Let's dig in by looking at the keywords Smule Karaoke is targeting in its name and subtitle. Those two send the strongest signals to the App Store's algorithm.
- Name: Smule: Social Karaoke Singing
- Subtitle: Sing karaoke with 10mil+ songs
Strictly based on these, here are the popular keywords the algorithm sees:
- smule sing
- smule karaoke
- sing karaoke
- karaoke songs
- sing smule
- singing songs
- smule singing
- singing karaoke
- karaoke singing
Hmm... This one's a bit weird, right?
The name and subtitle actually produce a little over 60 combinations, but most of them aren't at all popular. The list above includes those that have some searches all the way up to the very popular branded term. That means things like "smule sing," which don't sound particularly popular, have at least some searches.
That's what's wonderful (and disastrous) about ASO. What you think isn't necessarily true, which is why you have to base your choices on data.
Look at all those first places!
It should come as no surprise that the most popular keyword in the app's arsenal is its own brand. Smule is not just a popular brand but also one that has been around for a veeeery long time.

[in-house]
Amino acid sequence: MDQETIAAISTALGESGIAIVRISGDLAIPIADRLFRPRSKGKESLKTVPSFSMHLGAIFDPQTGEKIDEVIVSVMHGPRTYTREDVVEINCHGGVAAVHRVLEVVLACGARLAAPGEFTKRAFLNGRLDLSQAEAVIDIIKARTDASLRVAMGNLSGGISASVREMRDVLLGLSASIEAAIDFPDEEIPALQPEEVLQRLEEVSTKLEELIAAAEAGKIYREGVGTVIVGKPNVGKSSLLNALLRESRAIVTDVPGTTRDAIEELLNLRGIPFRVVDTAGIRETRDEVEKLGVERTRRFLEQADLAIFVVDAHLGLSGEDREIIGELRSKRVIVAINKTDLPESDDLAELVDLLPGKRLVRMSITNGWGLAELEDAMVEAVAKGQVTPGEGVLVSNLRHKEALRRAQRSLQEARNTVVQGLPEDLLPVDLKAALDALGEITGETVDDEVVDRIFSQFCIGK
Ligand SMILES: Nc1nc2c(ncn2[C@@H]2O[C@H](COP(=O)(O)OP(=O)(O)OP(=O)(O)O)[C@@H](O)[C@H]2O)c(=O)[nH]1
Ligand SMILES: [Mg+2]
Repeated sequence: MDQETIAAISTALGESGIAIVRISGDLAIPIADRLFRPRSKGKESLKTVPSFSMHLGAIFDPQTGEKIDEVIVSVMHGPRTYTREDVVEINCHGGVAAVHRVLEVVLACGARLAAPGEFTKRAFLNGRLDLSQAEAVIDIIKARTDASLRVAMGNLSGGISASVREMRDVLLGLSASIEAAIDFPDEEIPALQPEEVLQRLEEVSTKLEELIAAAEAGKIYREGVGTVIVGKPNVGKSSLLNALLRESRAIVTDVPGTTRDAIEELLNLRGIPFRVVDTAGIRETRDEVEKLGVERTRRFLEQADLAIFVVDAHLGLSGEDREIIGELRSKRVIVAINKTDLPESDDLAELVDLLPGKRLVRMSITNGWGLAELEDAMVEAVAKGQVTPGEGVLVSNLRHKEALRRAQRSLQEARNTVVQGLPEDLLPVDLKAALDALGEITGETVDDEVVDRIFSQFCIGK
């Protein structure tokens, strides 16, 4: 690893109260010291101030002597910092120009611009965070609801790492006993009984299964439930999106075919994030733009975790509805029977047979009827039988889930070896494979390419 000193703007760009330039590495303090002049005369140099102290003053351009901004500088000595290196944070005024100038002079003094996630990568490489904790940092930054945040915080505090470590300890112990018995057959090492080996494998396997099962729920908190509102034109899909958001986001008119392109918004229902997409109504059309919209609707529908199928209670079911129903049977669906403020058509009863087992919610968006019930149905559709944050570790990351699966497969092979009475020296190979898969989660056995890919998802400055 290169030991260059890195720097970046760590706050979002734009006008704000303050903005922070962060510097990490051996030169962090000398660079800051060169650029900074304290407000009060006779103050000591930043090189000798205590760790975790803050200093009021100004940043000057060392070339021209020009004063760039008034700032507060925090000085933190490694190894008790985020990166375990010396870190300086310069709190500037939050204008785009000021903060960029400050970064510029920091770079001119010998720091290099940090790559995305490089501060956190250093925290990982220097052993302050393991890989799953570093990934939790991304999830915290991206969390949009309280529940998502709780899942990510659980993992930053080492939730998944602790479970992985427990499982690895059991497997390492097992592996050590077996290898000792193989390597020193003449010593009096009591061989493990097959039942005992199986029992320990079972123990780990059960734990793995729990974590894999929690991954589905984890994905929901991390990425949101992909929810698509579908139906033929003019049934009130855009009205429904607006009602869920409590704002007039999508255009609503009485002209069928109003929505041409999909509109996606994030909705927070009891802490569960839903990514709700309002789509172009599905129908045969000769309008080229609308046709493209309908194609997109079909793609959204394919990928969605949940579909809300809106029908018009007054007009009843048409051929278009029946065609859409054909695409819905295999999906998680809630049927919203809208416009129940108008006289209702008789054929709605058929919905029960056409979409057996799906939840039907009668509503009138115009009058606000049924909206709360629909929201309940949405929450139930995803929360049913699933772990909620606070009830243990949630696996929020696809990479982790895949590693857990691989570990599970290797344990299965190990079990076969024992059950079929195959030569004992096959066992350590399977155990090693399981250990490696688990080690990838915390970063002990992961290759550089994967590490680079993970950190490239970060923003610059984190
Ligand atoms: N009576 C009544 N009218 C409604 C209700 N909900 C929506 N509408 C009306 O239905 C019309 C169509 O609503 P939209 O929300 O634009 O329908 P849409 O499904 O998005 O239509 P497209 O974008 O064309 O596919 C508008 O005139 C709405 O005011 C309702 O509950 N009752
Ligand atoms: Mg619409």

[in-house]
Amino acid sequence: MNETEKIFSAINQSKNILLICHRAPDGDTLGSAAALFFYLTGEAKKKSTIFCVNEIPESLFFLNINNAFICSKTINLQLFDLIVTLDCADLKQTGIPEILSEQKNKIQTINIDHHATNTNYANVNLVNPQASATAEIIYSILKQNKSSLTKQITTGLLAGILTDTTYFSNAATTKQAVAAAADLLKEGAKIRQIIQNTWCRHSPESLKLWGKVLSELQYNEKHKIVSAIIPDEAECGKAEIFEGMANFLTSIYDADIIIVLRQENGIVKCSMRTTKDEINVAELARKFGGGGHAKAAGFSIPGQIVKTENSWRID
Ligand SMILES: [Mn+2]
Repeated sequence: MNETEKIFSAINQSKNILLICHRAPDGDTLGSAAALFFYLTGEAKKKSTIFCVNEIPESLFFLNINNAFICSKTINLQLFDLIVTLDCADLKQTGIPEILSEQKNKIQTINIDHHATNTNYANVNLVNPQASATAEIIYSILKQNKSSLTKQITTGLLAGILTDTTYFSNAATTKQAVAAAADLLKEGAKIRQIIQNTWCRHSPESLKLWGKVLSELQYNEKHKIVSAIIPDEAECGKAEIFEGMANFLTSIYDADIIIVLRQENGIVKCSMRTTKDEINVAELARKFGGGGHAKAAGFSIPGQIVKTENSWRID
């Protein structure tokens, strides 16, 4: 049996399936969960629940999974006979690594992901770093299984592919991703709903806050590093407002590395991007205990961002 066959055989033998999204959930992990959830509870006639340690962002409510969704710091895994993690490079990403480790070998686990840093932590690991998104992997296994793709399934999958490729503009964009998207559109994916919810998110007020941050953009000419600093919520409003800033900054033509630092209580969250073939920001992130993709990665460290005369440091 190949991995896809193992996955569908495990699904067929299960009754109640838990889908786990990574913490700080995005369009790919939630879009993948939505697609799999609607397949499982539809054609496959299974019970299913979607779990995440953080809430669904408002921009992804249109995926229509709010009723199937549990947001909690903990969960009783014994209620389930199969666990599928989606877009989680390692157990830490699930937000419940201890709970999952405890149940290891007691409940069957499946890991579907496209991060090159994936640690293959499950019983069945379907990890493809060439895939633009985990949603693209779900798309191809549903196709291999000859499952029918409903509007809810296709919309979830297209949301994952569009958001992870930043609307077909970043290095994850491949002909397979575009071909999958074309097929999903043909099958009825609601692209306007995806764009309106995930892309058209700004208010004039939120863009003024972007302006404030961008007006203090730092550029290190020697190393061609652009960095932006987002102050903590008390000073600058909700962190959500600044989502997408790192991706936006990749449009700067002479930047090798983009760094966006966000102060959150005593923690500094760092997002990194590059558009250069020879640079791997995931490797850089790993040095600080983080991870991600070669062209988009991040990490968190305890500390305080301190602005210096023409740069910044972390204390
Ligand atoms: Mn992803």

The one interesting keyword is "karaoke", where Smule is second to an app with a fraction of the downloads.
The question shouldn't be why isn't Smule #1, but rather why is Karaoke #1. Especially because it misspelled its subtitle. I noticed!
The answer comes in two parts:
- Keyword placement. The algorithm reads, like us, from left to right, assigning more value to what it reads first. The difference here isn't little. Starting at character 0 vs. starting at character 14 is a significant enough signal to the algorithm. Smule puts brand first. Yokee, the misspeller, puts the keyword first.
Try it for yourself. It works.